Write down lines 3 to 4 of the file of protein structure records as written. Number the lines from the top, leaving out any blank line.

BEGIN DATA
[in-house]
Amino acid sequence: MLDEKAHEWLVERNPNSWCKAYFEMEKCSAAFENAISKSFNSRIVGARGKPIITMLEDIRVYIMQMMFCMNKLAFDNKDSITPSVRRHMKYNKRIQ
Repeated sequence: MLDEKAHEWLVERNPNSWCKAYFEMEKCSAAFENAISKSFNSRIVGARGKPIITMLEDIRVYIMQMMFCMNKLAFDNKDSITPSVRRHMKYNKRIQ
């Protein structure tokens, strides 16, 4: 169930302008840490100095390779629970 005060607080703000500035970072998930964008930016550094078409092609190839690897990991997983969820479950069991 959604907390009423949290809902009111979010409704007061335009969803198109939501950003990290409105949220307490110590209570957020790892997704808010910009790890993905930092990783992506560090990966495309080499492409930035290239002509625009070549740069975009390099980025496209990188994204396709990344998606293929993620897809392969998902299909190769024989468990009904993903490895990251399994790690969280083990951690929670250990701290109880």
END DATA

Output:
Repeated sequence: MLDEKAHEWLVERNPNSWCKAYFEMEKCSAAFENAISKSFNSRIVGARGKPIITMLEDIRVYIMQMMFCMNKLAFDNKDSITPSVRRHMKYNKRIQ
């Protein structure tokens, strides 16, 4: 169930302008840490100095390779629970 005060607080703000500035970072998930964008930016550094078409092609190839690897990991997983969820479950069991 959604907390009423949290809902009111979010409704007061335009969803198109939501950003990290409105949220307490110590209570957020790892997704808010910009790890993905930092990783992506560090990966495309080499492409930035290239002509625009070549740069975009390099980025496209990188994204396709990344998606293929993620897809392969998902299909190769024989468990009904993903490895990251399994790690969280083990951690929670250990701290109880």